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D. S. Smith




Location: Central CA
Joined: 02 Oct 2011

Posts: 221

PostPosted: Fri 07 Feb, 2014 3:02 pm    Post subject: Rapiers with wide fullers?         Reply with quote

Hello all, I'll be honest, I've never really been a fan of rapiers, sabers, or other complex hilt swords. I've never held one in person, but they often look way too fragile compared to the "battle ready" look of the earlier sword styles.

When going through Albion Europe's Flickr site for the thousandth time, I came across their Maestro Line "Marozzo" practice sword:
http://www.albion-swords.com/swords/albion/ma...arozzo.htm

Here are the pictures from Albion US's website:





I understand that the wide fuller on the blade of this practice sword is due to function, not form. It's my understanding that they designed this sword with the wide fuller so that it could have the balance and feel of the original type, while keeping thick edges for safety. My question is were there historical examples of complex hilt swords like this that actually had wide fullers on the blades? And if so, does anyone currently make them?

I really like the look. In fact the wide fuller blade really makes this the first complex hilt sword that I really love the aesthetics of. I've seen some examples of complex hilt swords that had wider blades, but none with a wide fuller. I've seen narrow fuller versions, and I've seen wider Type XV blade versions, but none with a wide fuller. It makes me wonder if any existed, and if not...why not?

Thanks in advance for any input.

Lo, they do call to me.
They bid me take my place among them,
In the halls of Valhalla!
Where the brave may live forever!
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Nathan Robinson
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PostPosted: Fri 07 Feb, 2014 4:53 pm    Post subject:         Reply with quote

Just a few comments and examples:

Compound-hilted swords are not by definition fragile at all. Most aren't dainty or flimsy or wimpy. They're more often very rigid and stout. Oftentimes, compound-hilted swords are beefy and heavy compared to a similarly proportioned cross-hilted swords.

I think you framed your sentence well, but for those who might not get the distinction I'd caution not to clump all compound-hilted swords into the same discussion/sentence/context/category as rapiers. Rapiers are are specific type of sword that happen to have a complex/compound hilt. There is however a tremendous variety to compound-hilted swords ranging from very lightweight purpose-specific weapons to very heavy war swords.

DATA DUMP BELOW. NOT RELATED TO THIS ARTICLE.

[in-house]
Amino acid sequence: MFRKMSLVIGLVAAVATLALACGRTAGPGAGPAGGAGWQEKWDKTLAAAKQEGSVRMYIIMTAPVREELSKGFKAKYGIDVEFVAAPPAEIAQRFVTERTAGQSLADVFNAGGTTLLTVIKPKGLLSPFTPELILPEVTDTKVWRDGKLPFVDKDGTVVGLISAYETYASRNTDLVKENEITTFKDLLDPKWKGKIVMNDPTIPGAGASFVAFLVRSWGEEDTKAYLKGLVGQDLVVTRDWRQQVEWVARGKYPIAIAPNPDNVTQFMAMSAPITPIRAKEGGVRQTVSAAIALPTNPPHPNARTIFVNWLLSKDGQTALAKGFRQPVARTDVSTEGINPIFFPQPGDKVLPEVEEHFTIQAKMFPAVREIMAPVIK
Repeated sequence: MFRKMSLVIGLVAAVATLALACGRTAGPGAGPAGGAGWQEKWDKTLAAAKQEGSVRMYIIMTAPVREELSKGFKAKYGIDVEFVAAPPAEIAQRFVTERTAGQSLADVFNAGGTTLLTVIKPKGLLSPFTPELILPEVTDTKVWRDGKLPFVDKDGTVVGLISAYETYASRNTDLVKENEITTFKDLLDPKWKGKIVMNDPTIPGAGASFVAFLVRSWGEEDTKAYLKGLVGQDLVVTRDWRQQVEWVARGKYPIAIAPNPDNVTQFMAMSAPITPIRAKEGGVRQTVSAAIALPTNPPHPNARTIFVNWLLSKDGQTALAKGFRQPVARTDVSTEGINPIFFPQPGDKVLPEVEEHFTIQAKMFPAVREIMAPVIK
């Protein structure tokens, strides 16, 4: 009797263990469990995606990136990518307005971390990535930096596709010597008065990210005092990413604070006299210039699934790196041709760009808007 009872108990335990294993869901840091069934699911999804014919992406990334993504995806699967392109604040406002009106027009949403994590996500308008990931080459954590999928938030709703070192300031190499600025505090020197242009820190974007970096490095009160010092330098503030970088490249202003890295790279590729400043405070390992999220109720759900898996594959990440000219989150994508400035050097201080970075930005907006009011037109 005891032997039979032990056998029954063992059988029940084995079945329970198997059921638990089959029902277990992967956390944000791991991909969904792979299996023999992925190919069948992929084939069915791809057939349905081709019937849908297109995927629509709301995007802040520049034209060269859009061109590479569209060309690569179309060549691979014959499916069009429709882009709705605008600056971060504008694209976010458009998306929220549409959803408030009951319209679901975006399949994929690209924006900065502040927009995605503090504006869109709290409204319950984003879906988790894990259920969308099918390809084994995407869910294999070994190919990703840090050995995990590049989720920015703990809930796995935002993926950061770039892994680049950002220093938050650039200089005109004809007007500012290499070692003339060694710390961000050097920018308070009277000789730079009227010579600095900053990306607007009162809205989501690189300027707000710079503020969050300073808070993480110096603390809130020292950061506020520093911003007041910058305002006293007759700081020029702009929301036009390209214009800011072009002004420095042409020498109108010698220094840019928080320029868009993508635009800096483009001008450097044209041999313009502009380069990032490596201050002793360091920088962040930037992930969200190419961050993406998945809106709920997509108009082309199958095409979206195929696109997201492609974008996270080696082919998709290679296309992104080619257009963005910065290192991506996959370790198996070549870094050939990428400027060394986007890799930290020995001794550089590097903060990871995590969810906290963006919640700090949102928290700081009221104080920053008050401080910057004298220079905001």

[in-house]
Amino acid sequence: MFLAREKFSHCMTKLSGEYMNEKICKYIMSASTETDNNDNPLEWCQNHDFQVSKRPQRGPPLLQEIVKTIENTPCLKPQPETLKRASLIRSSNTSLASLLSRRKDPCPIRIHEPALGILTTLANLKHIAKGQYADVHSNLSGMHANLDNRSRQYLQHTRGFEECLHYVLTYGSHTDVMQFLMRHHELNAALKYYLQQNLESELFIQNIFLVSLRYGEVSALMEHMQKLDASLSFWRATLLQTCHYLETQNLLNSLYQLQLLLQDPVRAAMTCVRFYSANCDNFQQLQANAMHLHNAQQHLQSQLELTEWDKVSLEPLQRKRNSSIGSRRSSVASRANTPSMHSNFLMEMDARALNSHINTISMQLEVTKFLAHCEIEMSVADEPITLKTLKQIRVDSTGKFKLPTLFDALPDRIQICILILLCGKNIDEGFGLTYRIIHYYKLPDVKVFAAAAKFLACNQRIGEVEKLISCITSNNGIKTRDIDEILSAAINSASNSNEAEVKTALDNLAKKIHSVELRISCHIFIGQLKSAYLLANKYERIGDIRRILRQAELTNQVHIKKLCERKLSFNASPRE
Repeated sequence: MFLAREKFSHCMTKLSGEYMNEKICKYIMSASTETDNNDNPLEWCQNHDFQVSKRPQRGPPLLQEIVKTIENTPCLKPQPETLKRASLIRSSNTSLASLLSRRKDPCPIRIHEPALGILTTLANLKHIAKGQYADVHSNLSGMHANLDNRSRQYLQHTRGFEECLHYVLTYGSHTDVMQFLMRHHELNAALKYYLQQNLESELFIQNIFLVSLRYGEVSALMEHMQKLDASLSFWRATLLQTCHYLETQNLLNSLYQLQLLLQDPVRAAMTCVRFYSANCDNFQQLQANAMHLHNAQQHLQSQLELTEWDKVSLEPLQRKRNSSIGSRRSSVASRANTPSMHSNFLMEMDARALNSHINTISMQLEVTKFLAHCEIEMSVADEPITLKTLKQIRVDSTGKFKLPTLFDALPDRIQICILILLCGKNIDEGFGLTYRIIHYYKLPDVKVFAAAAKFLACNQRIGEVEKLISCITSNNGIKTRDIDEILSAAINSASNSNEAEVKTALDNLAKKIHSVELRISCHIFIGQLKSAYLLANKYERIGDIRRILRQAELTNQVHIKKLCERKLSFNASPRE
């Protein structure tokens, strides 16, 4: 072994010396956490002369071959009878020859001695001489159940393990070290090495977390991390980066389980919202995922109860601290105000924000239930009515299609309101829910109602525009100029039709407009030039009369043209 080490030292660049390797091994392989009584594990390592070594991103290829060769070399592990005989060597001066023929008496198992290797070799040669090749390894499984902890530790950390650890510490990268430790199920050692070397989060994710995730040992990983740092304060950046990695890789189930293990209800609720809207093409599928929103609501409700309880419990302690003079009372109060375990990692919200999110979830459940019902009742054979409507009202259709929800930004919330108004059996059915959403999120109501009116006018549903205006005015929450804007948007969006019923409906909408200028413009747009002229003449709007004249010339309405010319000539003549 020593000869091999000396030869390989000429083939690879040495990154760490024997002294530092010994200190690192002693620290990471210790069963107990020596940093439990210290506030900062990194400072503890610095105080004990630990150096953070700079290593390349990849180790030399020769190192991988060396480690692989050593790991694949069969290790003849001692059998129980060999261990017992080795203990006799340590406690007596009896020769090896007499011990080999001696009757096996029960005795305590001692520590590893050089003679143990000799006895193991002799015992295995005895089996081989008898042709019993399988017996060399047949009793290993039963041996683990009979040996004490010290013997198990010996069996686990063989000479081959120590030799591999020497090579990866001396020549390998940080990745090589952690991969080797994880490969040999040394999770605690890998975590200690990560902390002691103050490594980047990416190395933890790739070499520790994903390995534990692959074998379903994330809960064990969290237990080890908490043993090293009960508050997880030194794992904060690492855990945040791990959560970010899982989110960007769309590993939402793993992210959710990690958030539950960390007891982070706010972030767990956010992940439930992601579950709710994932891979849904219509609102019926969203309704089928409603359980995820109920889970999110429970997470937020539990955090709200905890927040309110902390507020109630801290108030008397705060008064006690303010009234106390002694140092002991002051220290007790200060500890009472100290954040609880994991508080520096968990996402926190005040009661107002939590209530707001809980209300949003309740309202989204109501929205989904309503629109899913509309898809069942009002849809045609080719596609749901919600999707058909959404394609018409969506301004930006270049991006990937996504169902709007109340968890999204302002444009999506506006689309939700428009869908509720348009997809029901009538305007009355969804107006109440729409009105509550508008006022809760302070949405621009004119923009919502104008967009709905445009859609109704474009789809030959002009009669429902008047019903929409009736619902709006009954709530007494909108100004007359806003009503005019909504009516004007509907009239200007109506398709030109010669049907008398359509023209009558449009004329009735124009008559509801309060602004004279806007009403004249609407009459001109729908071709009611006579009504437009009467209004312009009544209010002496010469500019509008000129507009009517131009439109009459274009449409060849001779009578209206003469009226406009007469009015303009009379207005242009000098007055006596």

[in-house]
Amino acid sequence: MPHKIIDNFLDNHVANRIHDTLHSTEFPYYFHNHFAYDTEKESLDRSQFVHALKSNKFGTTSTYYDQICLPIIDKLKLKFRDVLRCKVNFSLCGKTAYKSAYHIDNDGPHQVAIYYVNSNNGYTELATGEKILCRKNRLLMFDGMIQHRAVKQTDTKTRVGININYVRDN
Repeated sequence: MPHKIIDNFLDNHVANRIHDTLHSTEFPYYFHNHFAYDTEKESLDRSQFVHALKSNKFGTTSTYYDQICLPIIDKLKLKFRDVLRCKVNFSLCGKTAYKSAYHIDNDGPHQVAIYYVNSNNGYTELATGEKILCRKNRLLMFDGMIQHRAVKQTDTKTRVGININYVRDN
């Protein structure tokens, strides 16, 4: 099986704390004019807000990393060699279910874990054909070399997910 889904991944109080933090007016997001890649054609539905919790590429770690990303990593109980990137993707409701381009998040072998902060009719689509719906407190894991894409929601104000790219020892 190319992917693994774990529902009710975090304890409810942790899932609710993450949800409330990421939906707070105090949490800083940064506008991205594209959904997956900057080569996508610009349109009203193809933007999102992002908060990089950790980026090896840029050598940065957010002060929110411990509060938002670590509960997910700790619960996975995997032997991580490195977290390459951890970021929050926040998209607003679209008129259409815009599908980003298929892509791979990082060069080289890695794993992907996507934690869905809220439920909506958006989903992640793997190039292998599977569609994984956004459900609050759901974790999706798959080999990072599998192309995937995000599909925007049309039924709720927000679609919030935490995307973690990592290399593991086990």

To the issue of fullers one must understand that adding a compound hilt to a sword creates weight in the hilt. As such, oftentimes a stout blade with a good amount of mass is required to make a dynamically sound weapon. This goes to demonstrate my first point about these swords not being fragile or dainty!

Of course, as blade lengths increase the need to remove mass from them over the length might be required and so fullering might be a means to do this. There is a tremendous variety to fullering on compound-hilted swords including ones with wide and long fullers, multiple (3, 4 or even 5) fullers, and many more configurations.

I wouldn't consider the Albion Maestro Line "Marozzo" practice sword as having a particularly wide fuller. Some katzbalgers have fullers practically as wide as the blade itself! I'd also not call the Marozzo a rapier.



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D. S. Smith




Location: Central CA
Joined: 02 Oct 2011

Posts: 221

PostPosted: Fri 07 Feb, 2014 8:16 pm    Post subject:         Reply with quote

Nathan, thanks so much for the reply. Every time I read a thread on this forum I am reminded how much I DON'T know about medieval weaponry. Laughing Out Loud I appreciate the clarification about the robustness of various complex hilted swords. You're right, when I compare them, a saber or cutlass don't seem the least bit fragile like a rapier or foil. I'm basing this solely on appearance since I've never held one.

The top photo you linked is phenomenal. What a gorgeous sword! Before I wrote this thread, I was looking at my Albion Sempach hanging on the wall next to me, and thinking how cool it would be to mate that blade to a complex hilt exactly like the Marozzo. Then I read your post and the very first photo I see is a Type XVII blade like the Sempach, on a complex hilt.

I've seen the wide fullers you're speaking of, and you're right that I probably should have called the Marozzo's fuller "medium width". I was picturing in my mind the Arms and Armor "German Rapier", which has a very narrow fuller, which made the Marozzo's seem wide by comparison: http://armor.com/rapier163.html